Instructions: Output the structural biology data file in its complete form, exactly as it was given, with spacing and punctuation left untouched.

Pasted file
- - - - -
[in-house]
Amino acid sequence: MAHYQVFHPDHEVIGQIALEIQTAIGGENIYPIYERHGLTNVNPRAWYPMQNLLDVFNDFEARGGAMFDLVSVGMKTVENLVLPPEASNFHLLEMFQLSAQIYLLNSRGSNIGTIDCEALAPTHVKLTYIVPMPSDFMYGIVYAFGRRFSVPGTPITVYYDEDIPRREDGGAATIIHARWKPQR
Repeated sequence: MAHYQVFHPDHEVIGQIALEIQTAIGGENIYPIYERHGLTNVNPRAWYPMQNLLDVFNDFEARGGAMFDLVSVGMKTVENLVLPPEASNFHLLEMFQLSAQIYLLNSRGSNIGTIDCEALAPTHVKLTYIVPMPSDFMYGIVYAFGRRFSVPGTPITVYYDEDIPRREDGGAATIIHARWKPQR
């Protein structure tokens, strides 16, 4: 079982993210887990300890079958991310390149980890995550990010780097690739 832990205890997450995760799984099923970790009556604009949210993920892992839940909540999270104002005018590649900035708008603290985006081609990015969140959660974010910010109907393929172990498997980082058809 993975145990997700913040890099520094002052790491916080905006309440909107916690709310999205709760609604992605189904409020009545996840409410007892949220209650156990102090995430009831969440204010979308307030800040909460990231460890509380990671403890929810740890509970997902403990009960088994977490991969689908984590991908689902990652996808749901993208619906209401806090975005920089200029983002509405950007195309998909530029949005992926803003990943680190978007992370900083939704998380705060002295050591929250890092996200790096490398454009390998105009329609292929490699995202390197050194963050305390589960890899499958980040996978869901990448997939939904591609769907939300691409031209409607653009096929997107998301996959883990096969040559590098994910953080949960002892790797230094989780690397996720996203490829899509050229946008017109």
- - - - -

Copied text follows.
[in-house]
Amino acid sequence: MAHYQVFHPDHEVIGQIALEIQTAIGGENIYPIYERHGLTNVNPRAWYPMQNLLDVFNDFEARGGAMFDLVSVGMKTVENLVLPPEASNFHLLEMFQLSAQIYLLNSRGSNIGTIDCEALAPTHVKLTYIVPMPSDFMYGIVYAFGRRFSVPGTPITVYYDEDIPRREDGGAATIIHARWKPQR
Repeated sequence: MAHYQVFHPDHEVIGQIALEIQTAIGGENIYPIYERHGLTNVNPRAWYPMQNLLDVFNDFEARGGAMFDLVSVGMKTVENLVLPPEASNFHLLEMFQLSAQIYLLNSRGSNIGTIDCEALAPTHVKLTYIVPMPSDFMYGIVYAFGRRFSVPGTPITVYYDEDIPRREDGGAATIIHARWKPQR
């Protein structure tokens, strides 16, 4: 079982993210887990300890079958991310390149980890995550990010780097690739 832990205890997450995760799984099923970790009556604009949210993920892992839940909540999270104002005018590649900035708008603290985006081609990015969140959660974010910010109907393929172990498997980082058809 993975145990997700913040890099520094002052790491916080905006309440909107916690709310999205709760609604992605189904409020009545996840409410007892949220209650156990102090995430009831969440204010979308307030800040909460990231460890509380990671403890929810740890509970997902403990009960088994977490991969689908984590991908689902990652996808749901993208619906209401806090975005920089200029983002509405950007195309998909530029949005992926803003990943680190978007992370900083939704998380705060002295050591929250890092996200790096490398454009390998105009329609292929490699995202390197050194963050305390589960890899499958980040996978869901990448997939939904591609769907939300691409031209409607653009096929997107998301996959883990096969040559590098994910953080949960002892790797230094989780690397996720996203490829899509050229946008017109």